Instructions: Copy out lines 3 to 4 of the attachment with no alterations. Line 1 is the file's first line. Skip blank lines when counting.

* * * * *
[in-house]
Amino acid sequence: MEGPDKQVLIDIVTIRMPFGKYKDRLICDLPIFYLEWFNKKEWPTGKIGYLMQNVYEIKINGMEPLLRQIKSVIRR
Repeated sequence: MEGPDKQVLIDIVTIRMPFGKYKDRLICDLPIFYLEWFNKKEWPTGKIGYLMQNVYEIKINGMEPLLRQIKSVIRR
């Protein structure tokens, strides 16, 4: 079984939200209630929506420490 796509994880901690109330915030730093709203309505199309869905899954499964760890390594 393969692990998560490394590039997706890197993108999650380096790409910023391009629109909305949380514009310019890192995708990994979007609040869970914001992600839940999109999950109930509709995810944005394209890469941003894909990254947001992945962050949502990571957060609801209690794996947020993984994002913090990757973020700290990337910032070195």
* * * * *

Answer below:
Repeated sequence: MEGPDKQVLIDIVTIRMPFGKYKDRLICDLPIFYLEWFNKKEWPTGKIGYLMQNVYEIKINGMEPLLRQIKSVIRR
């Protein structure tokens, strides 16, 4: 079984939200209630929506420490 796509994880901690109330915030730093709203309505199309869905899954499964760890390594 393969692990998560490394590039997706890197993108999650380096790409910023391009629109909305949380514009310019890192995708990994979007609040869970914001992600839940999109999950109930509709995810944005394209890469941003894909990254947001992945962050949502990571957060609801209690794996947020993984994002913090990757973020700290990337910032070195």